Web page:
McLaren has fired up its new Mercedes Formula One engine for the first time.
McLaren and Mercedes have rekindled their former partnership for 2021 and beyond. McLaren ran Renault engines from 2018 until last year.
New signing Daniel Ricciardo will join Lando Norris in spearheading McLaren’s new era as it looks to continue the upwards trajectory of recent campaigns.
On Wednesday, the British team fired up the engine for the first time, something which is a key part of the build of a new car.
McLaren CEO Zak Brown and team boss Andreas Seidl were on hand to overseen the engine fire-up, which did not reveal anything of the team’s new car design or livery.
The McLaren-Mercedes partnership was assumed to take place at the same time as a major revamp of the sport’s aerodynamic rules. That rule change has been pushed back to 2022 to save on development costs during the coronavirus pandemic.
While most other teams will have the majority of its car unchanged this campaign, McLaren was forced to spend its developmental tokens last year on fitting a brand new engine rather than on 2020 upgrades.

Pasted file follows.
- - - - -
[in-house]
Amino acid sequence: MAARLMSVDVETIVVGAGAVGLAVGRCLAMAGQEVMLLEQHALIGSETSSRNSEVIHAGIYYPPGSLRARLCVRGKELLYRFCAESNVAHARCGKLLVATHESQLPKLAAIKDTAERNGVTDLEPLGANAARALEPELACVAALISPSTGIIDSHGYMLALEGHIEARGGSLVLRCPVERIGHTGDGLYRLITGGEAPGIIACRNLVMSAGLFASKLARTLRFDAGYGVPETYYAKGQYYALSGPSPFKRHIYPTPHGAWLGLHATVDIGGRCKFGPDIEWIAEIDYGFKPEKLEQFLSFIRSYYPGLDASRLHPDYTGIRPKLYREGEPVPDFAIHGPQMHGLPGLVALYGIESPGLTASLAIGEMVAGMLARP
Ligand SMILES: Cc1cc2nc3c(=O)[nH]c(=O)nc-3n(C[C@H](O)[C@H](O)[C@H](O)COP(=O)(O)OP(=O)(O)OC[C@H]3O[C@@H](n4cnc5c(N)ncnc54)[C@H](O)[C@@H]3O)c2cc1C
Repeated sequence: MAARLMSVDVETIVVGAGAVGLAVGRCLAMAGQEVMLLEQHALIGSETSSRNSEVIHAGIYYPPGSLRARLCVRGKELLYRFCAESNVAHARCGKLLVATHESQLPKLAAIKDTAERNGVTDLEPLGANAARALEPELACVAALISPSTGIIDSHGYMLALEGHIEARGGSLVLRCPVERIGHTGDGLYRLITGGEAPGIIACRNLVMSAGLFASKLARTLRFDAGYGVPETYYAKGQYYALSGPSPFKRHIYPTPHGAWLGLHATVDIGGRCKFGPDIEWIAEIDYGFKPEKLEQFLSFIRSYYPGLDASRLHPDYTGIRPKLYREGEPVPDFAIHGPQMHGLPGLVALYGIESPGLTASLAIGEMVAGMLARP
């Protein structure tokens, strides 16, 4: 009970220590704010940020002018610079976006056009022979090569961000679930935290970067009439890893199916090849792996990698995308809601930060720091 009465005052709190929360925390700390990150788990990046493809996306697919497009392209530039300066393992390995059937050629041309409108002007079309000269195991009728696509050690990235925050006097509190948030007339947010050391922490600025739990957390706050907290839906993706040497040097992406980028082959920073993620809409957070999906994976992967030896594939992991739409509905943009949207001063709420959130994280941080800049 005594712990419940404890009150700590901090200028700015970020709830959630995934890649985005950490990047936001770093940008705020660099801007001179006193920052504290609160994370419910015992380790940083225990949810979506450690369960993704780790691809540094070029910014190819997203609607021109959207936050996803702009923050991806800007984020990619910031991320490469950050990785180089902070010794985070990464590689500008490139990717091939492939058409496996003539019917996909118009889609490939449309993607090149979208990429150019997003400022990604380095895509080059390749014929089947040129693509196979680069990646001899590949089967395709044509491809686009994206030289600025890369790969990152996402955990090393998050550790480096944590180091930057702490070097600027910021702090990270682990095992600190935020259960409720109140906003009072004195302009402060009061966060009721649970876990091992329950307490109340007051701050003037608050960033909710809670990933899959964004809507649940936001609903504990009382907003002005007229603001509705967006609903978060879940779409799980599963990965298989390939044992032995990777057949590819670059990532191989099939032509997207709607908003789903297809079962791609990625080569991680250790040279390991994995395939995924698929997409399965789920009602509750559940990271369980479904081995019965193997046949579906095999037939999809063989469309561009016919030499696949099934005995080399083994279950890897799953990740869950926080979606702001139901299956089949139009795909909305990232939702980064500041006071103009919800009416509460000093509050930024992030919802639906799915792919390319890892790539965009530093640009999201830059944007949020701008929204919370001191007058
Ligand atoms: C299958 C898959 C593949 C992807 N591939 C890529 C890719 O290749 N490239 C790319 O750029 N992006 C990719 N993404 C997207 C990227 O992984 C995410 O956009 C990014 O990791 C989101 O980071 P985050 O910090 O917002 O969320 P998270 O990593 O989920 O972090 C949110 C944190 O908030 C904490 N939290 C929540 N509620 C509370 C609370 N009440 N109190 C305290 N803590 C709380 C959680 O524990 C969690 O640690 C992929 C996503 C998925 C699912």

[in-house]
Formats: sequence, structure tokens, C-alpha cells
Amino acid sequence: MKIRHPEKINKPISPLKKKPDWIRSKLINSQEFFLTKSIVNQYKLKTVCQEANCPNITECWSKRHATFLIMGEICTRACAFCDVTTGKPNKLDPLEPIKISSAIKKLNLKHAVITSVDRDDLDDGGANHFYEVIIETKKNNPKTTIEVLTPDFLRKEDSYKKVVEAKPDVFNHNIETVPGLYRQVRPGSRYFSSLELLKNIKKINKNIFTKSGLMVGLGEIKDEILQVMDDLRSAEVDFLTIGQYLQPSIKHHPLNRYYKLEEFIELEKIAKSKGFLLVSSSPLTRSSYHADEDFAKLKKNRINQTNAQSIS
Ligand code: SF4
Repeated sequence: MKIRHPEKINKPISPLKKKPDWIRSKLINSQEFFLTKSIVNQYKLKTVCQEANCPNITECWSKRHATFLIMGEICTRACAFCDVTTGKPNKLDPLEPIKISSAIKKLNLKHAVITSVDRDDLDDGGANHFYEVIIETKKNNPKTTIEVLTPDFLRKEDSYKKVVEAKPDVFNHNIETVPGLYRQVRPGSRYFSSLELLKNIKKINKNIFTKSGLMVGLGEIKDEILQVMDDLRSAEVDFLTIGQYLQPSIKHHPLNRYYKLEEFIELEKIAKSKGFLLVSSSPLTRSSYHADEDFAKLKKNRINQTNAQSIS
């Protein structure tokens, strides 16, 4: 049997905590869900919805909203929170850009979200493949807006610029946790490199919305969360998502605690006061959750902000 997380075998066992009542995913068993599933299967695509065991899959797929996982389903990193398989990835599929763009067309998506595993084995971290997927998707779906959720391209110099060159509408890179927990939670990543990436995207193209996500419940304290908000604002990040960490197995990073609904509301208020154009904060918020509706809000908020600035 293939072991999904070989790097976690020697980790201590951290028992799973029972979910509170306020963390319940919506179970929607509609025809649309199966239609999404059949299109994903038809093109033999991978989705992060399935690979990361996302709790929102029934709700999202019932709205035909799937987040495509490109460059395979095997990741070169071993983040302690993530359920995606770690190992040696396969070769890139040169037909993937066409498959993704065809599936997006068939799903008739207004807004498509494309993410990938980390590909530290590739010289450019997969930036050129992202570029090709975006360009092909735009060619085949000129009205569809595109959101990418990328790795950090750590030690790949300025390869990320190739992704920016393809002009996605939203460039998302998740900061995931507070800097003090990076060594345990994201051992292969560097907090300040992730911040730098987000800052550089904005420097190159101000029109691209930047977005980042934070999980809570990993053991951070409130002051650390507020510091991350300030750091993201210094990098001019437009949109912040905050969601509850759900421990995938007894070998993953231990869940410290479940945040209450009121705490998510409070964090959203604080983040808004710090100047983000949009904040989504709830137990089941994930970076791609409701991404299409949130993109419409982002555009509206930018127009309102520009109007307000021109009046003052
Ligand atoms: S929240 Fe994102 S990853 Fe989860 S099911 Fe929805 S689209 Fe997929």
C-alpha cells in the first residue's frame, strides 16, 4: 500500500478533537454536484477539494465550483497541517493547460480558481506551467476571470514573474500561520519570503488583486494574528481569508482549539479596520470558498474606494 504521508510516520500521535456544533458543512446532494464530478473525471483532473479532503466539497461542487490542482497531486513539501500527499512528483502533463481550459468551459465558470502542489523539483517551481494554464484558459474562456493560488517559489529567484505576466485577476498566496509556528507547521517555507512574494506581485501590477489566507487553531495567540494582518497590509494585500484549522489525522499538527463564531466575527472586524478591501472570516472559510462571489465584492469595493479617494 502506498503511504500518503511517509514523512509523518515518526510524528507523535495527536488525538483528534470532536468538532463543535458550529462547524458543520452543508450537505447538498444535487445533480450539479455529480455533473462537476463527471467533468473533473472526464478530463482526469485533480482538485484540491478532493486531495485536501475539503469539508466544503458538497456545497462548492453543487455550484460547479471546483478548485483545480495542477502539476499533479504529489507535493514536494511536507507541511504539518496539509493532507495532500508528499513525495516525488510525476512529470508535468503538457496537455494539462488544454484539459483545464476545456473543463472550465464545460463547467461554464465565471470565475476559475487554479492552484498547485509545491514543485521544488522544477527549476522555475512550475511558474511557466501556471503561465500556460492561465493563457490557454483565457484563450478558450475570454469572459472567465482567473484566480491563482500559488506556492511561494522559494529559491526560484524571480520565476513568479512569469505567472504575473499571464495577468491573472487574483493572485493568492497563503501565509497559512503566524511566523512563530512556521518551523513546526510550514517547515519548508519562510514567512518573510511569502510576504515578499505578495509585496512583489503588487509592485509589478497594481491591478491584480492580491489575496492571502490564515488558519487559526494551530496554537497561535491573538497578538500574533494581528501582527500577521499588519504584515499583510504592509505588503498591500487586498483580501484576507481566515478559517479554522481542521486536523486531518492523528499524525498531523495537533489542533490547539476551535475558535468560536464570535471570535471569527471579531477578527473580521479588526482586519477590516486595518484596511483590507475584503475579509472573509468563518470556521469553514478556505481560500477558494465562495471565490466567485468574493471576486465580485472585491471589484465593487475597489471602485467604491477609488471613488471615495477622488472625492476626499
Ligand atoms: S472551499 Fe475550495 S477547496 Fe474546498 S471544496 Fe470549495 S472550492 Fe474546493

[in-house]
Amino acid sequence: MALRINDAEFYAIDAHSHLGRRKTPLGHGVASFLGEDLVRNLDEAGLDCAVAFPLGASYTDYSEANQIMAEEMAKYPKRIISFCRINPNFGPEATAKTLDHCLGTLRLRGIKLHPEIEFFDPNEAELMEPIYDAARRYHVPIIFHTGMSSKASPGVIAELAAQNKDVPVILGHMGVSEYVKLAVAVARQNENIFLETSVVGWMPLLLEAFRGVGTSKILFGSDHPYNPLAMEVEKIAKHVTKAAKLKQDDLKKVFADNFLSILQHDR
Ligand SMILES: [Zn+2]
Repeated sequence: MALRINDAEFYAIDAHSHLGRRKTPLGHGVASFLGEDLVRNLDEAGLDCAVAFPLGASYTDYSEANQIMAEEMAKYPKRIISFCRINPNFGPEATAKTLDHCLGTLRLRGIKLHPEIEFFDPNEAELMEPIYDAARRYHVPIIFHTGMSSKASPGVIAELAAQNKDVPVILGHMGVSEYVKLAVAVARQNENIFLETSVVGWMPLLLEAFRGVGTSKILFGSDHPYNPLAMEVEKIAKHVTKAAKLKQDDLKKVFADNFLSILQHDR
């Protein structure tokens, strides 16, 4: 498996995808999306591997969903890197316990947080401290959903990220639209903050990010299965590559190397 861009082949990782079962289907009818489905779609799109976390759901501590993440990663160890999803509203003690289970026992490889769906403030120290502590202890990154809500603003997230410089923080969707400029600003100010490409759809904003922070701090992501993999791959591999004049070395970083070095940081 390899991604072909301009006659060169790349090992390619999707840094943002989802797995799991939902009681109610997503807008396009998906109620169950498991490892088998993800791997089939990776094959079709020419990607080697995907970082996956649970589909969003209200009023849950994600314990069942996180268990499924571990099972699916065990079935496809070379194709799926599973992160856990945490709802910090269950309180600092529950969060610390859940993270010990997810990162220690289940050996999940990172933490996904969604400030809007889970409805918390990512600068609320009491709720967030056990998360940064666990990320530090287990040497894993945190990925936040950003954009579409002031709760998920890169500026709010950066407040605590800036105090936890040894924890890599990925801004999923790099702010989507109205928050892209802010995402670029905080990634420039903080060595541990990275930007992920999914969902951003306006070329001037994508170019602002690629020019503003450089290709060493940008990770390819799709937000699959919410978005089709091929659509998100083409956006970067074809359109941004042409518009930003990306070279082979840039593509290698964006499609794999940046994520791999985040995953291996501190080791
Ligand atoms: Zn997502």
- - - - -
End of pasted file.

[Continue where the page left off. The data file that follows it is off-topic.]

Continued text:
McLaren effectively has a new car this year as a result.
“Whereas every other team will carry over most of its car from last year into this year, our switch to the Mercedes power unit means that’s not the case for us,” stated McLaren production director Piers Thynne is quoted as saying by Autosport.
“It’s driven a huge amount of change and, essentially, we’ve been building a new car. The number of new parts on the MCL35M is about the same as when we built the MCL35.
“The back of the chassis and gearbox bell housing around the engine have changed significantly to adapt to the new power unit.
“Changing power unit greatly alters the architecture of the car and the way everything is packaged, so the entire cooling layout and all the pipework, be that for fluid or air, has changed, along with all electrical harnessing and control boxes.
“There are some significant elements of carryover as we enter the cost cap.
“The FIA created a list of Transitional Carry Over (TCO) components that are outside of this year’s cost cap. These are parts that can be used in 2021 if they were run on last year’s car.
“We’ve pushed these TCO regulations to the absolute maximum to allow us to carry over as much as possible, such as gearbox internals and some suspension components, and therefore not have to use a portion of our 2021 budget on their design and production.”
Pre-season testing will take place in Bahrain between March 12-14. The Bahrain Grand Prix will initiate the season on March 28.